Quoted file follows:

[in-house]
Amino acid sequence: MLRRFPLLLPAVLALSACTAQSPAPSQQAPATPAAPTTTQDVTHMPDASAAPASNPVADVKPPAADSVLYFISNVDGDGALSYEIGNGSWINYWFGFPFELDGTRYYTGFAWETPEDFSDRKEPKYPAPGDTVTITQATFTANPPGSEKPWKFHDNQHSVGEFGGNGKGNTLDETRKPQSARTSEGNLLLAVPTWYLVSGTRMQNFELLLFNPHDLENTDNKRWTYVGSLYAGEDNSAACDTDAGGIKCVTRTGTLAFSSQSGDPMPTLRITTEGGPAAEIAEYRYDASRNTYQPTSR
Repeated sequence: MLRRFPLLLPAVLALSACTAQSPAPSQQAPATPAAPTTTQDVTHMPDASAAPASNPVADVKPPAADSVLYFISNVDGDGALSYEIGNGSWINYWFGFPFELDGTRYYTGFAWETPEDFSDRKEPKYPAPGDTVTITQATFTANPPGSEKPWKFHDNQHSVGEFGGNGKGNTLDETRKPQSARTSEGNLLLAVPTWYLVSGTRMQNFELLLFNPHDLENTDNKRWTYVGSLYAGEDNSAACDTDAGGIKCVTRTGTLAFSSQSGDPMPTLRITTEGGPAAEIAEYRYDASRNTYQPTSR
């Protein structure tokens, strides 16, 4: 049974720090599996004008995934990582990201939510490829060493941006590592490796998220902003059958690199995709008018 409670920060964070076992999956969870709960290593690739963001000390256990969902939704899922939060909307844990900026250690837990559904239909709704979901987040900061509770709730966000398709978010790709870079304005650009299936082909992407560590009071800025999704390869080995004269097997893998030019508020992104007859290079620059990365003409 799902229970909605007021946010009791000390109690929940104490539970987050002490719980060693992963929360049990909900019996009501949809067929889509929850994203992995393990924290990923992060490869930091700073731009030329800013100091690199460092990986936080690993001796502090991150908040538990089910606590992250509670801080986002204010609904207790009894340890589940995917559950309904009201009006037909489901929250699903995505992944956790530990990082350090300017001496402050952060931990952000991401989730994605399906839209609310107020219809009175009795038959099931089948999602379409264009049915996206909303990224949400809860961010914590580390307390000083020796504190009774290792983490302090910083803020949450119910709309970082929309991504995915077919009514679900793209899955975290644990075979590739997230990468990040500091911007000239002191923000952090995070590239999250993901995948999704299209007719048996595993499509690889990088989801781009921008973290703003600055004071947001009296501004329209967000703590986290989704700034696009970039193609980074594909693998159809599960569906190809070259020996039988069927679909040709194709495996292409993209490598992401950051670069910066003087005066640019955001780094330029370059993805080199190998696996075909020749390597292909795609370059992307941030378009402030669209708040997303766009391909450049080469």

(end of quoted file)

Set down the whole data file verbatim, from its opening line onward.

[in-house]
Amino acid sequence: MLRRFPLLLPAVLALSACTAQSPAPSQQAPATPAAPTTTQDVTHMPDASAAPASNPVADVKPPAADSVLYFISNVDGDGALSYEIGNGSWINYWFGFPFELDGTRYYTGFAWETPEDFSDRKEPKYPAPGDTVTITQATFTANPPGSEKPWKFHDNQHSVGEFGGNGKGNTLDETRKPQSARTSEGNLLLAVPTWYLVSGTRMQNFELLLFNPHDLENTDNKRWTYVGSLYAGEDNSAACDTDAGGIKCVTRTGTLAFSSQSGDPMPTLRITTEGGPAAEIAEYRYDASRNTYQPTSR
Repeated sequence: MLRRFPLLLPAVLALSACTAQSPAPSQQAPATPAAPTTTQDVTHMPDASAAPASNPVADVKPPAADSVLYFISNVDGDGALSYEIGNGSWINYWFGFPFELDGTRYYTGFAWETPEDFSDRKEPKYPAPGDTVTITQATFTANPPGSEKPWKFHDNQHSVGEFGGNGKGNTLDETRKPQSARTSEGNLLLAVPTWYLVSGTRMQNFELLLFNPHDLENTDNKRWTYVGSLYAGEDNSAACDTDAGGIKCVTRTGTLAFSSQSGDPMPTLRITTEGGPAAEIAEYRYDASRNTYQPTSR
């Protein structure tokens, strides 16, 4: 049974720090599996004008995934990582990201939510490829060493941006590592490796998220902003059958690199995709008018 409670920060964070076992999956969870709960290593690739963001000390256990969902939704899922939060909307844990900026250690837990559904239909709704979901987040900061509770709730966000398709978010790709870079304005650009299936082909992407560590009071800025999704390869080995004269097997893998030019508020992104007859290079620059990365003409 799902229970909605007021946010009791000390109690929940104490539970987050002490719980060693992963929360049990909900019996009501949809067929889509929850994203992995393990924290990923992060490869930091700073731009030329800013100091690199460092990986936080690993001796502090991150908040538990089910606590992250509670801080986002204010609904207790009894340890589940995917559950309904009201009006037909489901929250699903995505992944956790530990990082350090300017001496402050952060931990952000991401989730994605399906839209609310107020219809009175009795038959099931089948999602379409264009049915996206909303990224949400809860961010914590580390307390000083020796504190009774290792983490302090910083803020949450119910709309970082929309991504995915077919009514679900793209899955975290644990075979590739997230990468990040500091911007000239002191923000952090995070590239999250993901995948999704299209007719048996595993499509690889990088989801781009921008973290703003600055004071947001009296501004329209967000703590986290989704700034696009970039193609980074594909693998159809599960569906190809070259020996039988069927679909040709194709495996292409993209490598992401950051670069910066003087005066640019955001780094330029370059993805080199190998696996075909020749390597292909795609370059992307941030378009402030669209708040997303766009391909450049080469």